Fans were shocked when world-renowned singer and entertainer Stevie Wonder announced on July 6 that he is taking a break from touring to have a kidney transplant in September. Former NFL football player Albert Haynesworth recently took to social media to plea for a donor for a kidney transplant, which reportedly generated significant interest. The plight of these high-profile individuals puts the spotlight on kidney failure, which can affect the life of anyone.
It is estimated that 1 in 7 adults in the United States have chronic kidney disease. That’s 30 million people – and the Centers for Disease Control and Prevention reports that most are undiagnosed and half of those with severely reduced kidney function who need dialysis don’t even know it. Part of the problem is that there are no early signs or symptoms of chronic kidney disease, which gets worse over time, although treatment can slow progression. Kidney diseases are the ninth leading cause of death in the U.S.
Kidney disease can be genetic, as with polycystic kidney disease, or caused by autoimmune disorders, such as lupus. However, in the U.S., the most likely culprits causing kidney failure (End Stage Renal Disease) are diabetes and high blood pressure, which account for 3 out of 4 new cases.
“The arteries throughout the body get destroyed by high blood pressure – they become thickened where the blood pressure can become worse and the arteries inside the kidney become thickened, and they decrease the blood flow through the kidney, causing scarring,” said transplant specialist Henry Randall, M.D., executive director and professor of Surgery at SSM Health Saint Louis University Hospital.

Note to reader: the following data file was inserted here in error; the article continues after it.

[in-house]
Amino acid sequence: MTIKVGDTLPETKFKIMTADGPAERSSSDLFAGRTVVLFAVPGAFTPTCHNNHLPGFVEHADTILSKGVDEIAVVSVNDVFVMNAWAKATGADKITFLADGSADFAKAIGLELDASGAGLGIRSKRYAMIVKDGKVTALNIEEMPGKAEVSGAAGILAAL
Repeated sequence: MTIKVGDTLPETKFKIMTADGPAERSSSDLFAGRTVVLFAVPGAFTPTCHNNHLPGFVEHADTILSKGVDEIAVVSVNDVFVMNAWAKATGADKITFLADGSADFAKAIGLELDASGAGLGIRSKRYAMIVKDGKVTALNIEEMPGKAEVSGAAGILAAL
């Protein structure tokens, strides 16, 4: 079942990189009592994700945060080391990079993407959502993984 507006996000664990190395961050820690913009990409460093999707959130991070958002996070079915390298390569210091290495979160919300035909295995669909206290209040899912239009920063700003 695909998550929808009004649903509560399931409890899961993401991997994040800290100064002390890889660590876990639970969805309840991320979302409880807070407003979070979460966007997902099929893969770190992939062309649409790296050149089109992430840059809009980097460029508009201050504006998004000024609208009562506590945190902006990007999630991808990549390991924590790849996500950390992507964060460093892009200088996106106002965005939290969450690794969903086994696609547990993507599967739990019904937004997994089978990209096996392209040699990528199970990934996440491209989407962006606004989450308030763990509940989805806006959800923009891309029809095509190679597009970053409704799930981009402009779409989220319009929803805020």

“The same thing occurs in diabetes, but it’s more than just the arteries – it’s the functional unit of the kidney, called glomeruli. So you get glomerular thickening or scarring; you can get arterial thickening and fibrosis [excess fibrous connective tissue] in the kidney.”
As kidneys weaken over time, the organs cannot clean the blood as well. Health issues that chronic kidney disease can cause include fatigue and weakness from anemia or low red blood cell count; bone problems due to low calcium and high phosphorus in the blood; abnormal heart beats from high potassium; nausea; appetite loss; fluid retention in the body which can cause high blood pressure, leg swelling and shortness of breath; infections due to a weakened immune system; and depression.
To lower the risk of kidney failure and to manage chronic kidney disease, experts recommend management of blood sugar and blood pressure and making lifestyle changes – eating healthy and exercising – to reduce further damage. A dietician can create an eating plan that is low in salt, fat and has the proper amount of protein for a kidney-healthy diet. Other actions include eliminating smoking, preventing bladder and kidney infections, and avoiding over-the-counter pain medication like ibuprofen and naproxen, which can worsen kidney function. Your doctor can suggest other actions to protect your kidneys, which could include avoiding certain antibiotics and herbal supplements.
While patients can wait months, years or even die while waiting on an organ transplant list, a donation by a living donor allows fortunate transplant recipients like Wonder time to advance schedule his kidney transplant.